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Indebted State Turnpike Could Be Headed For ‘Catastrophic’ Reckoning

Matt Slocum

Lawmakers grilled state transportation officials over the turnpike’s ongoing funding issues in a budget hearing Tuesday.

The Turnpike Commission is behind on payments to the state amid a lawsuit over its rising tolls.

Every year, the commission pays $450 million to the state for transit projects. To afford it, it's hiked tolls around 200 percent in the last decade and taken on a lot of debt.

Even when the payments scale down in 2022, tolls will have to keep rising.

Transportation Secretary Leslie Richards—who sits on the Turnpike Commission board—said there is so much debt that the turnpike would have to hike tolls every year until 2044 to pay it.

“The total turnpike debt is over $11 billion,” Richards said, noting $6 billion of that is related to the commission’s obligations to the state. “Half of their payments now are toward debt service. In a few years that percentage, I think, goes up to almost 70 percent of their budget.”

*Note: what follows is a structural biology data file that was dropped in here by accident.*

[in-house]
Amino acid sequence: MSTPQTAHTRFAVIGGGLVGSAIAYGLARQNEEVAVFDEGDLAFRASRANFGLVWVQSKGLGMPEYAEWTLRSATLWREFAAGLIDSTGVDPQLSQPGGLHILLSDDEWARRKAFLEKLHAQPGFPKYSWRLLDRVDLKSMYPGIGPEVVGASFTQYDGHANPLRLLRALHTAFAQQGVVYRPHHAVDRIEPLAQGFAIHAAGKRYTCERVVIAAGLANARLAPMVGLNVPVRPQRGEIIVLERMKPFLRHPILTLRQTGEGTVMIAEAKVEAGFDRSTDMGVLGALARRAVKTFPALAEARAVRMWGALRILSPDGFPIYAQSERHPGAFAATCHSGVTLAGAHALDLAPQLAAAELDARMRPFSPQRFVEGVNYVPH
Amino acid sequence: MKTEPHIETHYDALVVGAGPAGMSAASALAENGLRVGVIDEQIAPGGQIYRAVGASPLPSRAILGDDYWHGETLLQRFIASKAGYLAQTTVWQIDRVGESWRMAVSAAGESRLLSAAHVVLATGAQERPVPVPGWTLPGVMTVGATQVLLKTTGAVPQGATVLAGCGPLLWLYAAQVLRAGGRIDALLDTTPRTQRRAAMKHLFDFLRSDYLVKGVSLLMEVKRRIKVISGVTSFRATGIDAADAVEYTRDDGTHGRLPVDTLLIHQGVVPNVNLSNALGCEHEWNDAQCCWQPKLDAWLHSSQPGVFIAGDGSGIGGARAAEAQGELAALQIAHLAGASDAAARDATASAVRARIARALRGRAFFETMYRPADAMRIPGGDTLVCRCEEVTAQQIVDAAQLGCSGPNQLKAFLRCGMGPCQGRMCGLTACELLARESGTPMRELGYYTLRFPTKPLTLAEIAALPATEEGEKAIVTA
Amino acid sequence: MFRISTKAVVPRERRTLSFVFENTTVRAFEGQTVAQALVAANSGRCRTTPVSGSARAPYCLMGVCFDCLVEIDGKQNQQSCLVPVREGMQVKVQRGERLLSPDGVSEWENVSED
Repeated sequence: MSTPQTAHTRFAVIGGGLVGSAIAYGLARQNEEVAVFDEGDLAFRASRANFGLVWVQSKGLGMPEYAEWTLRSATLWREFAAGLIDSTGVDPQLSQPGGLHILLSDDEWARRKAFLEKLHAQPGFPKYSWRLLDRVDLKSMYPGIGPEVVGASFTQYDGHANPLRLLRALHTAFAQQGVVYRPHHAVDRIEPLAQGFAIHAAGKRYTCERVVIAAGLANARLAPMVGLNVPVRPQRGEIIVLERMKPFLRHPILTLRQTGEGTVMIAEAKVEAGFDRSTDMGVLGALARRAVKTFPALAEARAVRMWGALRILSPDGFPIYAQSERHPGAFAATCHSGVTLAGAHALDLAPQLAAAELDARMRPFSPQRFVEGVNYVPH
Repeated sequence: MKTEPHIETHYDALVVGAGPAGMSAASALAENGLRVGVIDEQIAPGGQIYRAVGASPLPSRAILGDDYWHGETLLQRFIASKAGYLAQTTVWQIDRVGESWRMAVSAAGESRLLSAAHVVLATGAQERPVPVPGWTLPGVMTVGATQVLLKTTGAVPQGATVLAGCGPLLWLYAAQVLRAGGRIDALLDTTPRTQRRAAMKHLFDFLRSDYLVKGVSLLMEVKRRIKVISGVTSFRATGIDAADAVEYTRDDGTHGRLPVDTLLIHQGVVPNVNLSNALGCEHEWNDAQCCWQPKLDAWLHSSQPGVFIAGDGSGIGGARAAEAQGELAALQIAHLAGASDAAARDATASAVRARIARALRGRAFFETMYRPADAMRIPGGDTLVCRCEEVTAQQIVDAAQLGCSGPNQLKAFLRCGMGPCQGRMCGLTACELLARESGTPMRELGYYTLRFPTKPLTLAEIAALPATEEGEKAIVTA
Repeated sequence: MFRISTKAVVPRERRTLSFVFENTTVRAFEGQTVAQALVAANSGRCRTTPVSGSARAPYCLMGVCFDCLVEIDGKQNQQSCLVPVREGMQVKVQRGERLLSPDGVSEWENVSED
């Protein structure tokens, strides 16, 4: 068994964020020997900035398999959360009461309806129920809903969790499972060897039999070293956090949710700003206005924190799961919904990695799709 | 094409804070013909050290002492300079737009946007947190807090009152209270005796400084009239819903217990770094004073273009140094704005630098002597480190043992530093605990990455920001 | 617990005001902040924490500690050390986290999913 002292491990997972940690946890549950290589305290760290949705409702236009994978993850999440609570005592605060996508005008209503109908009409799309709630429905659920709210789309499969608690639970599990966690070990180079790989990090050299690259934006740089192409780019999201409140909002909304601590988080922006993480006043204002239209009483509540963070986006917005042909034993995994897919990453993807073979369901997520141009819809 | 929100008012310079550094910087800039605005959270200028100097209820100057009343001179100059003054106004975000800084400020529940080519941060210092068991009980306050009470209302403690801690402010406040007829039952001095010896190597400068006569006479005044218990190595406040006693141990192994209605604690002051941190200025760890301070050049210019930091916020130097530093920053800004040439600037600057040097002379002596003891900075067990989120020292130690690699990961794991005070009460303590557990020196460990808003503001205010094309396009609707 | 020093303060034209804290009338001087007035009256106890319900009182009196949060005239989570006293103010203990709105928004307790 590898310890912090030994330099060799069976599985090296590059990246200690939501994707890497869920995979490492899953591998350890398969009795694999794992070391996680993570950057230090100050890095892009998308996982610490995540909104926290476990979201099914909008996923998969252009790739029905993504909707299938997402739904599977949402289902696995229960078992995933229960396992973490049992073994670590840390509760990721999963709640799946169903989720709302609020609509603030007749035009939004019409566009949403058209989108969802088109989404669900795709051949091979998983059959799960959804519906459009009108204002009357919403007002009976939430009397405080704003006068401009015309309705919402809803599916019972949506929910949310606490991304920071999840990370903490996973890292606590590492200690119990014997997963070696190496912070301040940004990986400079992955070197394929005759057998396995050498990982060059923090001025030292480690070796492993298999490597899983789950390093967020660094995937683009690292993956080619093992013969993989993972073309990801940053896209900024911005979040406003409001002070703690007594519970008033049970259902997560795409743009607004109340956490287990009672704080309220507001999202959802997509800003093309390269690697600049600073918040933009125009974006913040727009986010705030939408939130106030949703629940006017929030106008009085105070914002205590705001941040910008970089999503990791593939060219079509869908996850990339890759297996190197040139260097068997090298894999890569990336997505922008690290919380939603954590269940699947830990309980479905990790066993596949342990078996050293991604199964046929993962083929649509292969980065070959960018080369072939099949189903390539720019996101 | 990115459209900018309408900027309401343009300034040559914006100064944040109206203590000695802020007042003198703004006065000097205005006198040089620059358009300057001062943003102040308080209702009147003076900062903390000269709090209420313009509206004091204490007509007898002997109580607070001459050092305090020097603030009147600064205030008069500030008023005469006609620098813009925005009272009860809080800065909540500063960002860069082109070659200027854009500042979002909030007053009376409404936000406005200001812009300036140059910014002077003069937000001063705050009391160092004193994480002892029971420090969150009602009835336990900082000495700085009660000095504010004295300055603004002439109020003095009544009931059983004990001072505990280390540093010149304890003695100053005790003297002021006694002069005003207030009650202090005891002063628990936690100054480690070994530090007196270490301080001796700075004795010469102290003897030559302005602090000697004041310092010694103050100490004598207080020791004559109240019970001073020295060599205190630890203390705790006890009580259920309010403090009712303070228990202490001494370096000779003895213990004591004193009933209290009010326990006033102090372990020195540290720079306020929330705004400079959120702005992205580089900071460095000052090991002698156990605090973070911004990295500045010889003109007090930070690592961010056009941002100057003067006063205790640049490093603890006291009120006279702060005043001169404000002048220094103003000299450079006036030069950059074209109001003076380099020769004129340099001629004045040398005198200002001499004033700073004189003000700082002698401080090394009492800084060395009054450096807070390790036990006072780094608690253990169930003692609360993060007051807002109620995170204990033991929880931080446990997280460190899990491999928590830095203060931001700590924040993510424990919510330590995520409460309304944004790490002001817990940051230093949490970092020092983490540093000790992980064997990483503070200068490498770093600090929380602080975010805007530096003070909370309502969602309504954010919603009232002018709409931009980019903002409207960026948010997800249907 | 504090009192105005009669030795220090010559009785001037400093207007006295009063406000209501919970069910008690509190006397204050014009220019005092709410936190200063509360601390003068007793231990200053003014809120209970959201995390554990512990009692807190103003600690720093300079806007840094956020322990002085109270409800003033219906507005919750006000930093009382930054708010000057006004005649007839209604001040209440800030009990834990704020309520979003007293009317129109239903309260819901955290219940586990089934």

Last year, two groups that represent truckers and drivers sued, arguing turnpike tolls are too high and the commonwealth is violating federal law by using the money for non-turnpike projects.

Since then, the turnpike stopped issuing debt and has missed three payments to the state. Now, lawmakers are asking what will happen if commission loses the lawsuit and potentially has to pay back its toll money.

Richards said she doesn’t know exactly, but it wouldn’t be good.

“We have to start talking about what that would mean. It would be catastrophic to have to pay back $6 billion dollars right away,” she said.

The missed payments have already prompted the transportation department to put a lot of projects on hold.

Richards said if the lawsuit isn’t resolved by the time a new fiscal year starts in July, a subsidy to Amtrak will likely be halved and transit in many cities will see cuts.  

She named Harrisburg, Williamsport, Scranton as three of the cities that will be most affected, because their budgets are already operating on a “thin line.”

Studies of potential new transit projects n Pittsburgh, Johnstown, and Scranton will also stop automatically, Richards said. There won’t be money to finish them or act on their recommendations.